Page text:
Department of Veterans Affairs brass frustrated a top House lawmaker for saying that employees can't be punished for "off-duty" crimes, after initially testifying incorrectly that an employee connected to armed robbery had been fired.

"This is more proof that the federal government's dysfunctional civil service system makes it almost impossible for VA to adequately discipline most employees, including those involved in serious crimes," House Veterans Affairs Committee chairman Jeff Miller, R-Fla., told the Washington Examiner Monday. "Veterans would be much better served if top VA leaders would follow VA Under Secretary for Benefits Danny Pummill's lead and admit that's the case."

Miller was responding to an update from David Shulkin, the VA undersecretary for health, who told lawmakers Friday that a VA employee in Puerto Rico had been fired after being charged in connection with armed robbery before pleading guilty to lesser charges. The employee had been fired, but she was reinstated following an appeal of that decision.

Shulkin corrected his testimony Friday afternoon. "In accordance with federal law, criminal prosecution or conviction for off-duty misconduct does not automatically disqualify an individual from federal employment," he explained in that posting. "As is true in private-sector employment, a federal employee generally cannot be terminated for off-duty misconduct unless there is a clear connection between the misconduct and the individual's employment."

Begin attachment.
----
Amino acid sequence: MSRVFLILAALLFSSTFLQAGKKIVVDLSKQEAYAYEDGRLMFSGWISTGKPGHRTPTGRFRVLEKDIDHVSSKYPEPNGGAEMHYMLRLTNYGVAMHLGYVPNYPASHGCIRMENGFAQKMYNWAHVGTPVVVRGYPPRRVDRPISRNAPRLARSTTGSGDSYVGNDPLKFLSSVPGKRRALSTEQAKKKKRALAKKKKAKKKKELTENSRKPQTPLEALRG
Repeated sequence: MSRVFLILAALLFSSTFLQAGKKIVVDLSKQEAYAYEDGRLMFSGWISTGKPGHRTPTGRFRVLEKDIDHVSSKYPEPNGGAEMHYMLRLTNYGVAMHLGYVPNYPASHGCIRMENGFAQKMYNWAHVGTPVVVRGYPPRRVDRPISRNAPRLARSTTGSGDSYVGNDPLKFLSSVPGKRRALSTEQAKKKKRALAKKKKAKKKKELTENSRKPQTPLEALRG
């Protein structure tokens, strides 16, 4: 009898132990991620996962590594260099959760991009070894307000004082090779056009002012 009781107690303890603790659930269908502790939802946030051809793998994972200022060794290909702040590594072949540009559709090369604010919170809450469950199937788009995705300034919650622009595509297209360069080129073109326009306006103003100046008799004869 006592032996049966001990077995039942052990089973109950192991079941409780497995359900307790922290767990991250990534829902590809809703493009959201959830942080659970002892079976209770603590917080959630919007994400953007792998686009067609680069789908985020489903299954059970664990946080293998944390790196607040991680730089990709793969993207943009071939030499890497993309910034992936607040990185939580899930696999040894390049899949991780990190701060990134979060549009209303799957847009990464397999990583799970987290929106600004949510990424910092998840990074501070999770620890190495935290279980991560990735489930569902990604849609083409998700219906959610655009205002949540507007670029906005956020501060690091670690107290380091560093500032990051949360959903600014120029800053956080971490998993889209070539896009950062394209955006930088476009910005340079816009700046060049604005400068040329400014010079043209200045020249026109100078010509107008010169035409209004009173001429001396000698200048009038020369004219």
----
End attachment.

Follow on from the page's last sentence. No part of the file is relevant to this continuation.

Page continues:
Miller has made the difficulty of firing VA employees a focal point of his response to the wait-time scandal, in which VA employees were found to have manipulated scheduling documents to hide the number of veterans waiting for an appointment; several died without ever seeing a doctor. Legislation making it easier to fire lower-level corrupt or negligent officials has stalled in the Senate in the face of labor union opposition, even as cases such as the one involving the Puerto Rico employee stack up.

Shulkin, who also opposes the accountability bill, told lawmakers they changed the bonus criteria to eliminate any financial incentive for hiding the number of veterans awaiting care. "In general, we mostly — of our 340,000 employees — have very, very good, dedicated employees," he said during Friday's hearing. "We have bad systems in place."

He also emphasized his desire to rid the department of bad apples. "We do not want people that shouldn't be treating veterans treating veterans," Shulkin said.